Last year was tough on parents with school-aged children. It was tough on the students, too.
In Illinois, the school shutdown in March 2020 presented unprecedented challenges, with both parents and students having to adapt to remote learning and find ways to keep up with coursework.
Enter Academic Approach, a Chicagobased test preparation and academic tutoring company that prepares students for the next step in their academic progress. The company is celebrating its 20th year in 2021.
“I moved to Chicago from New York in 2001 with two goals: first, to provide academically enriching test preparation that raised students’ tests scores, academic skills, and confidence,” says Matthew Pietrafetta, Ph.D., Academic Approach’s Founder and CEO. “Second, to work with schools to provide creative programming and flexible access for excellent instruction to students across a wide spectrum.”
While the company has been helping families and schools steer through the academic enrichment, test preparation, and college entrance process for 20 years, the last year has been particularly challenging.
“We’ve been supporting families and schools through this journey since day one. Well, this past year the journey intensified into Homer’s Odyssey, with families navigating the Scylla of an uncertain admissions process and the Charybdis of remote and hybrid school learning,” says Pietrafetta, who readily enjoys a literary allusion now and again. “Helping families navigate these new challenges offered new opportunities for us as a team and a business.”
The first issue related, in part, to the difficulties faced by students in accessing the SAT and ACT, and the subsequent suspension by most colleges of factoring in those test scores for acceptance. Many students simply couldn’t access a testing site.
The second related to parents (and students) who were concerned that they were falling behind as they were forced to switch to remote learning. It was a forced experiment, and there were many unknowns about how effective virtual learning could be and whether or not students would maintain academic progress or suffer increased learning loss.
“We provided continual guidance in helping families navigate test preparation as well as academic enrichment; educators, parents, and students didn’t want to lose academic progress,” Pietrafetta says. “Students and families were overwhelmed and confused, and everything was changing every day.”
There was so much demand for information from parents and students that Pietrafetta started an e-mail newsletter, which continues to reach thousands of families. Academic Approach’s relationships with school counselors and other partners helped it keep apprised of key intelligence and trends.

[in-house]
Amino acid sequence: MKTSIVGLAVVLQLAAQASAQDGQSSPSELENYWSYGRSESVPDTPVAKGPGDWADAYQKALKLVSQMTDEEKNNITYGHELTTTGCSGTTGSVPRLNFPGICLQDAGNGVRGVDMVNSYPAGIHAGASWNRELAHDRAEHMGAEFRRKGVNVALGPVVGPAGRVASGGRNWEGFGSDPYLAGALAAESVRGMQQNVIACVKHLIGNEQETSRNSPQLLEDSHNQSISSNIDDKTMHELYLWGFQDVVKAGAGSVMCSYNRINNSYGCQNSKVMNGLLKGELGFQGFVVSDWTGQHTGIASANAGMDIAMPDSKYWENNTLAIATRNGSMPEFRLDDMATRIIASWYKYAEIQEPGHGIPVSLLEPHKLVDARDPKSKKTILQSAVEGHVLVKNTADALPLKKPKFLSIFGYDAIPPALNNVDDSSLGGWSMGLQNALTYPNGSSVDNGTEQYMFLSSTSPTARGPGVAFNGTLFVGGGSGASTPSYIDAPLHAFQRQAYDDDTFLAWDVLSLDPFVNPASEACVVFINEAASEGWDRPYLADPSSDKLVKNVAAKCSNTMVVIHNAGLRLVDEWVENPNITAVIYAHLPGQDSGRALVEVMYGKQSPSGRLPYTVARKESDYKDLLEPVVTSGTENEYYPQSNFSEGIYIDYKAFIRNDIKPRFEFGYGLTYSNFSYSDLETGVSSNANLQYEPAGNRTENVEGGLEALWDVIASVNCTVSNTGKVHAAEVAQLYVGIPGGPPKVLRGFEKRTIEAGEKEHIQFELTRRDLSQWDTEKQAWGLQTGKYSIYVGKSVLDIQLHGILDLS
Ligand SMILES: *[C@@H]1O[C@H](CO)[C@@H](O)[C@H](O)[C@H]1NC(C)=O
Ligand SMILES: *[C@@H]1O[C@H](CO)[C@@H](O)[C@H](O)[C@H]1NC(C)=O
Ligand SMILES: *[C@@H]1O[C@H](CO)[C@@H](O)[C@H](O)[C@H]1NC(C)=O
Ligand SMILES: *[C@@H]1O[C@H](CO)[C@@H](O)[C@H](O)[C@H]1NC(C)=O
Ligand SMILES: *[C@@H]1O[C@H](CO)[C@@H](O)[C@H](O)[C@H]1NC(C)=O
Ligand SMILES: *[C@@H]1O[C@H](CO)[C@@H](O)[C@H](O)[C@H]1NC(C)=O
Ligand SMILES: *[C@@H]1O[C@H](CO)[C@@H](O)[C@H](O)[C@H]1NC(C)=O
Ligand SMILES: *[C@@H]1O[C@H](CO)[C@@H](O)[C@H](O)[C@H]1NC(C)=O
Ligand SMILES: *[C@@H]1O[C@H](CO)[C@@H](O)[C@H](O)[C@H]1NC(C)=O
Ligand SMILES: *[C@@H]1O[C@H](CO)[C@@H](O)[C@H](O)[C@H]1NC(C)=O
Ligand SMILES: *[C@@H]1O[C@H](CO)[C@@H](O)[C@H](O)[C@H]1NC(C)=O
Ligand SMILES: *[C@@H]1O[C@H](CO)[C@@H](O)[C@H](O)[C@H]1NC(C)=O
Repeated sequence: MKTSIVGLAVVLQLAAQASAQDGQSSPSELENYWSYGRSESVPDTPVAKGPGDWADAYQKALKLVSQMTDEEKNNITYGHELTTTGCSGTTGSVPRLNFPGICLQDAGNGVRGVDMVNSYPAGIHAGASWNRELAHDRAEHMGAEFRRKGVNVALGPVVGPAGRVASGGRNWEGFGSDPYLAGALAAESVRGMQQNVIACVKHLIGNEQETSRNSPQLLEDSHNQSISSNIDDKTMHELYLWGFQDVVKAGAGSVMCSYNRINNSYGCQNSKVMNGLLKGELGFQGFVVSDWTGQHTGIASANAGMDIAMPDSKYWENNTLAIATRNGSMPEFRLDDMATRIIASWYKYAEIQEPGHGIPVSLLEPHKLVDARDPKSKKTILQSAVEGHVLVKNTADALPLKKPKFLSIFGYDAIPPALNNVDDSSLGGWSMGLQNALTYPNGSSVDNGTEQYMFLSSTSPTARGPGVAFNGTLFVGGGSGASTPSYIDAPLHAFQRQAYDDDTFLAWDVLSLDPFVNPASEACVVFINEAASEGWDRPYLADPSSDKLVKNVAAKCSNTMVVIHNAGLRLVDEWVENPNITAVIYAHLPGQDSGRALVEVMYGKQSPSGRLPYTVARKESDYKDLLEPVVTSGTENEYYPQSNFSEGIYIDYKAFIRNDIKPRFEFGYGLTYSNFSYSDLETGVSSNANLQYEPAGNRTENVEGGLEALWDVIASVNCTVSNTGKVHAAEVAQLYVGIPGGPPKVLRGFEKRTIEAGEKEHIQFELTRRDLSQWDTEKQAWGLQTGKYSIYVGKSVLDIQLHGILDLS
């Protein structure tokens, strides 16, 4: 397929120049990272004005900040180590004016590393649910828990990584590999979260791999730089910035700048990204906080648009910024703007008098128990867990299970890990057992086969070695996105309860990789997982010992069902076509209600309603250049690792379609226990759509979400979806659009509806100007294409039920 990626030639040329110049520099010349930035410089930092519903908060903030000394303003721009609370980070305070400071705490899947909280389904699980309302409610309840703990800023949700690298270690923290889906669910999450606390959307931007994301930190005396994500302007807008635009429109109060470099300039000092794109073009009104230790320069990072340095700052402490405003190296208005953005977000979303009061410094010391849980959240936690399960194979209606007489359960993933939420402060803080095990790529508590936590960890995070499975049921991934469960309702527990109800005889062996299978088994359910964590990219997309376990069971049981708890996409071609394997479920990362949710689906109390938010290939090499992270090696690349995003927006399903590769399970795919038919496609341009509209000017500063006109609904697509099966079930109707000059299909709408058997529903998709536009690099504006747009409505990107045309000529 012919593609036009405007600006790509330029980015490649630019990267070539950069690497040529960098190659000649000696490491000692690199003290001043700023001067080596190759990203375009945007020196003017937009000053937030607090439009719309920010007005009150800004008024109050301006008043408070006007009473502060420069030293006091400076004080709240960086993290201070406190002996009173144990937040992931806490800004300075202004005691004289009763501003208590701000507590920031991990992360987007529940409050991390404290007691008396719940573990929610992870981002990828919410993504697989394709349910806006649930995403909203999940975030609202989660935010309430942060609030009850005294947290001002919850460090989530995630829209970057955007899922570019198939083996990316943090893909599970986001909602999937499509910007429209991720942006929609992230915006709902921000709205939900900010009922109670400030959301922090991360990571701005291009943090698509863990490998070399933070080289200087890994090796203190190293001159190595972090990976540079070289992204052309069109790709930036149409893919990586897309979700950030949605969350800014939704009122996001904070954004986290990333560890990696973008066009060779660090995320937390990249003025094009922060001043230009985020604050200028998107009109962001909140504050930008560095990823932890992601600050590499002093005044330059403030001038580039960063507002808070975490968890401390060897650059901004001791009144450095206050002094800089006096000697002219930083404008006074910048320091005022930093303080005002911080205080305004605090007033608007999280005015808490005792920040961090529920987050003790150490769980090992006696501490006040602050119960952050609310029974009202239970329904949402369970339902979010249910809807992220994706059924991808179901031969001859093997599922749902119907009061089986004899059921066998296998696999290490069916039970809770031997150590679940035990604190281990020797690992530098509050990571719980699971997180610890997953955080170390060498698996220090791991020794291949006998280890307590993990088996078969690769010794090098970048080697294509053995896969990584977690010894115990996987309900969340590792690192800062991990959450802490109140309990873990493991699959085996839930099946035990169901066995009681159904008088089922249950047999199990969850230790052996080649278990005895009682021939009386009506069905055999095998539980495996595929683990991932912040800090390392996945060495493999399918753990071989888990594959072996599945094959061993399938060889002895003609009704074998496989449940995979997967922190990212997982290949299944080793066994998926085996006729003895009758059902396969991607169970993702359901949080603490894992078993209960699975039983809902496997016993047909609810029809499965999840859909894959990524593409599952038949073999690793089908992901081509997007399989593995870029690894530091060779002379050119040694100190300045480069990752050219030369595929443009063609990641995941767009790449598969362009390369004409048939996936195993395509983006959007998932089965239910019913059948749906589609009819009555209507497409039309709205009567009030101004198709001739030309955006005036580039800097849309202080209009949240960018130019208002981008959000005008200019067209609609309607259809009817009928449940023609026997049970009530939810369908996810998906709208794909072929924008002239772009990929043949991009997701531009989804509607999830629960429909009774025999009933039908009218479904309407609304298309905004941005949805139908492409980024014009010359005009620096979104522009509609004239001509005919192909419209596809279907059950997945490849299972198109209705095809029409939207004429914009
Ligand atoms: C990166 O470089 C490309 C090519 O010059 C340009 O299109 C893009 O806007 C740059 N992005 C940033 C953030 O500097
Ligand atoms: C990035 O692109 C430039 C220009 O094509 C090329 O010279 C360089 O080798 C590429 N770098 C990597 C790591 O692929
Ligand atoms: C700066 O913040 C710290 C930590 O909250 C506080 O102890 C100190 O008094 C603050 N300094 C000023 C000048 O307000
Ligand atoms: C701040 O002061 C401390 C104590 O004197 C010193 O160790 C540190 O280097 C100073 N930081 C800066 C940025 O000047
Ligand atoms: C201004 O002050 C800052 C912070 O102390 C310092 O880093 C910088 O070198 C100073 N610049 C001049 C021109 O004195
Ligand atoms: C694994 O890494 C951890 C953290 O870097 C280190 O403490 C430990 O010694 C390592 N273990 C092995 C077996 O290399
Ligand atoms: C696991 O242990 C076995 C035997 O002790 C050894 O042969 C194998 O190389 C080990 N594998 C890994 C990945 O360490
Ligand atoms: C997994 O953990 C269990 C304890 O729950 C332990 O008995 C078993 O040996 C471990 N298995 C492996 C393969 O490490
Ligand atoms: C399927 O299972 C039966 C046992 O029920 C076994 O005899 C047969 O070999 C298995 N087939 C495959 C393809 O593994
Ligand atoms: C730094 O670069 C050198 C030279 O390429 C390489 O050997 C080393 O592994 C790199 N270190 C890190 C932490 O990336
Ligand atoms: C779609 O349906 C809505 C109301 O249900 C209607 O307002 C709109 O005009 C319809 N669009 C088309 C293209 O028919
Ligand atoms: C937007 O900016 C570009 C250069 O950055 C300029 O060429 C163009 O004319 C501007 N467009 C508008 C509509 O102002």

“It was remarkable. People were so hungry for information. Everyone was locked down; they were at home, and they were curious,” Pietrafetta says. “That side of our business over the past year has greatly developed. We’ve increased our ability to do research, find information, and answer questions in consultation with families during a time when they really needed it.”
Another important factor in helping Pietrafetta and Academic Approach create new services last year was Pietrafetta’s ability to observe his own school-aged children at home and their experiences with remote learning.
“At home, I have a 17-year-old,12-yearold, and 2-year-old, so I was empathetic to what remote learning looked like from a parent’s perspective and from an educator’s perspective,” he says. “I knew I had to start to fill in gaps in learning and instruction for my own children’s education because they were not as engaged or as challenged as they needed to be, and, despite best efforts and intentions, they simply needed more rigor, guidance, and support.”
This need to fill in the gaps in learning led to increased calls from families that were concerned about their children maintaining academic progress, leading to growth in the company’s academic tutoring services.
Losing a year or more of standardized testing, which can be used to track a student’s academic progress comparatively at a national level, will also pose challenges down the line. It will take a few years of data analysis to discern the impact.
“We don’t know what we don’t know, and we won’t until we get a look at a full year’s data and trends,” Pietrafetta says. “Standardized tests tell us if we are on track compared to grade-level expectations. We won’t know how much the learning loss is until we get some of the reporting from future testing. It’s a bit of a conundrum, because while the tests are under increased scrutiny—and deservedly so in many ways—we need standardized measures more than ever to assess the reality of learning loss.”
For now, Pietrafetta says the events of the past year have brought Academic Approach’s mission into sharp focus, and in its 20th year the company will continue to pivot to meet the needs of parents and students during unpredictable times.
“Within the first week of the shutdown, we had immediate clarity about what our mission needed to be—helping students maintain academic progress,” says Pietrafetta. “Informational leadership, expert consulting, and academic, skill building, coaching, and mentoring—this was our focus and will remain our focus for the foreseeable future.”
Academic Approach is located in Lincoln Park in Chicago, Winnetka, and Highland Park, 773- 348-8914, academicapproach.com.